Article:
Gorilla Nation Integrates Teens with Kids For Focused Ad Rep

  |  July 17, 2009   |  Comments

GN Kids & Teens division will aggregate notoriously fickle young Web users.

Communicating with 12- to 17-year-olds is tough even when they're sitting across the kitchen table. Doing so through online ads is similarly difficult. Online ad rep company Gorilla Nation believes its decision to expand its existing "kids" sales division to include teens, with the new name of GN Kids & Teens, will help advertisers meet the challenge.

Gorilla Nation is calling the new division a "one-stop solution for reaching the coveted kid, tween and now teen demographic" and it lists Procter & Gamble, Nintendo and Fox Broadcasting among its teen-focused customers. "Many marketers, once the recession occurred, had been ignoring that teen audience," said CEO Aaron Broder. "Well, not ignoring it actually, but placing less emphasis there. One reason for that is there's been a lack of choices and ways to reach teens."

Given their widely varying interests -- and fickleness when it comes to Web site loyalty -- teens are notoriously elusive targets for advertisers. Broder said some marketers figure social networks are good places to reach teens, but they enter the space fearing their efforts will end up alongside inappropriate content.

A safer route is to advertise on sites featuring content tailored for teens. While there are many teen-focused, "mid-tail" Web sites frequented by 12- to 17-year-olds, these sites usually fail to draw enough traffic to interest big brands or to warrant in-house sales teams.

As does its competitor, Alloy, Gorilla Nation aggregates these teen sites under one umbrella for advertising purposes. "Those sites, standing alone, aren't attractive," Broder said. "That's why we put so much energy into aggregating a lot of the best independent sites." He said the aggregated sites provide advertisers with alternatives to the "big three" teen-magnets: sites operated by Disney, Nickelodeon and Cartoon Network.

One Gorilla Nation site, Teen Hollywood, is popular with 12- to 17-year-old girls. Its publisher, Mark Hodgins, said the site benefits from advertiser uneasiness with social network advertising because image-conscious brands "have some assurance what type of content they're buying into" when they buy space on Teen Hollywood.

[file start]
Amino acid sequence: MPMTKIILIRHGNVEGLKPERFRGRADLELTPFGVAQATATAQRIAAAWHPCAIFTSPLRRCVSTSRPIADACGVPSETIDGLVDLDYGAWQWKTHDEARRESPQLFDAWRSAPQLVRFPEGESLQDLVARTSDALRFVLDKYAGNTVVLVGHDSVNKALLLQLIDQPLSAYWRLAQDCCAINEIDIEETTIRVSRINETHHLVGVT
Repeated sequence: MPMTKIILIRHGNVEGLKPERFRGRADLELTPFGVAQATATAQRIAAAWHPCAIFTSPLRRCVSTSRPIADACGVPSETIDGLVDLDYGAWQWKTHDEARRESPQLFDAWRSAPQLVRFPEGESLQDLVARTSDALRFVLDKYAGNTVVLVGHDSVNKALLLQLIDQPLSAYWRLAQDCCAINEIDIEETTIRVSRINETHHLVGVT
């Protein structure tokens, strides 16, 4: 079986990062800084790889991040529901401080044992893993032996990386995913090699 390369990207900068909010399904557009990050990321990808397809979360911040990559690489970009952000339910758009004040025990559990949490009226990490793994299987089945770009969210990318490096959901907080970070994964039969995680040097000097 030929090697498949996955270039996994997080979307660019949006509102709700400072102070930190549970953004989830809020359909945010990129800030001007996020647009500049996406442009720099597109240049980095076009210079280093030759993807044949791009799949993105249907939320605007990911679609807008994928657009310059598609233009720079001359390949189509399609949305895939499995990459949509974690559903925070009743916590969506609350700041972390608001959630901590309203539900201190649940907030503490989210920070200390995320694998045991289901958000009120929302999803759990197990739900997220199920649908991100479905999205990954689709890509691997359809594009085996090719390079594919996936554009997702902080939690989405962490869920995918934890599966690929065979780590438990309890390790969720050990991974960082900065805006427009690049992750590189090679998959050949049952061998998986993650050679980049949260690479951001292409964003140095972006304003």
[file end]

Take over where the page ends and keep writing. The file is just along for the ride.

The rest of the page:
Up until now, Teen Hollywood advertising was handled by Gorilla Nation's entertainment group. "This change makes sense because there tends to be a lot of crossover [between kids and teens]," Hodgins said.

He also likes the way Gorilla Nation provides very site-specific representation as opposed to the "shotgun approach" used in some other networks. "It allows us, as a niche, mid-tail site, to be able to sell to large advertisers and maintain high CPMs," Hodgins said. "We're able to fill a very substantial portion of inventory because the advertisers hand-pick off GN's teen category list."

As a whole, Gorilla Nation represents the ad inventory of more than 500 mid-tail Web publishers. Although the company was forced, late last year, to lay off about eight percent of its employees, Broder said it has been re-hiring and "optimizing the balance" of its workforce. It now has about 150 staffers, virtually the same number it had before the layoffs, he said.

The firm is "holding steady" in terms of ad share when compared to 2008, said the CEO. However, he noted the kids and teen division is growing about 50 percent yearly and he expects it will pull in about $10 million in revenue this year.

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